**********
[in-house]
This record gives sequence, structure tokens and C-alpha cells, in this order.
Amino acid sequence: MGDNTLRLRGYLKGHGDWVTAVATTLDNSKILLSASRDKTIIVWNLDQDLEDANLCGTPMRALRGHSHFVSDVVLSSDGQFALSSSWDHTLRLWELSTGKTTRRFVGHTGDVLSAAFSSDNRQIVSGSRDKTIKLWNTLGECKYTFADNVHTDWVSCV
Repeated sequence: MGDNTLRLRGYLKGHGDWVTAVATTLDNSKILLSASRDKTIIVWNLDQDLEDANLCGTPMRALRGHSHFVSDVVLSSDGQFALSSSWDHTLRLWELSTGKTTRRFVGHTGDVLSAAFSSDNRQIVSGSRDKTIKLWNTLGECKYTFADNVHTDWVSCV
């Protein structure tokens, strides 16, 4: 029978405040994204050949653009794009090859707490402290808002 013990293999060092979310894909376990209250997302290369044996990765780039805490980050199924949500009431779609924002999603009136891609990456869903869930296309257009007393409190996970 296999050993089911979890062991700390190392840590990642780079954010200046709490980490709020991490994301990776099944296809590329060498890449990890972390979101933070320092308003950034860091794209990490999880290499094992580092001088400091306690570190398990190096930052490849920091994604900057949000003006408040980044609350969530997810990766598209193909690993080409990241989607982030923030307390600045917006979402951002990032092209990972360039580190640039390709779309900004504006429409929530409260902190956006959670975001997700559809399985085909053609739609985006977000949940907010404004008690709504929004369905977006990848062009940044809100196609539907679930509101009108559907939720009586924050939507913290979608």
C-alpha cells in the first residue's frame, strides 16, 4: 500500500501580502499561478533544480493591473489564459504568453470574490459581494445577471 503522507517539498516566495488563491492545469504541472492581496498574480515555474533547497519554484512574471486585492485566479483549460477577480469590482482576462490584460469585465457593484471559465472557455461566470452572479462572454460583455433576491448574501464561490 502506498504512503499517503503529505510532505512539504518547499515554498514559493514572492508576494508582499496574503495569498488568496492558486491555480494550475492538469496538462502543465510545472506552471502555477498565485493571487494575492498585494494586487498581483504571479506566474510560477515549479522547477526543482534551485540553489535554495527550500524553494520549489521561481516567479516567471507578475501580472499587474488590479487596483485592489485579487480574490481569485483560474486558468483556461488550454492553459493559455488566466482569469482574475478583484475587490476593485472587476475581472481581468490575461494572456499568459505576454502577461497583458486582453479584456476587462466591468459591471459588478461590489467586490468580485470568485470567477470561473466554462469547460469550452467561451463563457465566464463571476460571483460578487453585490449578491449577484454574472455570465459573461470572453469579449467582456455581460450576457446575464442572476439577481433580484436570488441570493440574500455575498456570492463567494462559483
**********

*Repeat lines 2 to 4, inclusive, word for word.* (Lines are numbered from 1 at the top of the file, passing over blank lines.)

This record gives sequence, structure tokens and C-alpha cells, in this order.
Amino acid sequence: MGDNTLRLRGYLKGHGDWVTAVATTLDNSKILLSASRDKTIIVWNLDQDLEDANLCGTPMRALRGHSHFVSDVVLSSDGQFALSSSWDHTLRLWELSTGKTTRRFVGHTGDVLSAAFSSDNRQIVSGSRDKTIKLWNTLGECKYTFADNVHTDWVSCV
Repeated sequence: MGDNTLRLRGYLKGHGDWVTAVATTLDNSKILLSASRDKTIIVWNLDQDLEDANLCGTPMRALRGHSHFVSDVVLSSDGQFALSSSWDHTLRLWELSTGKTTRRFVGHTGDVLSAAFSSDNRQIVSGSRDKTIKLWNTLGECKYTFADNVHTDWVSCV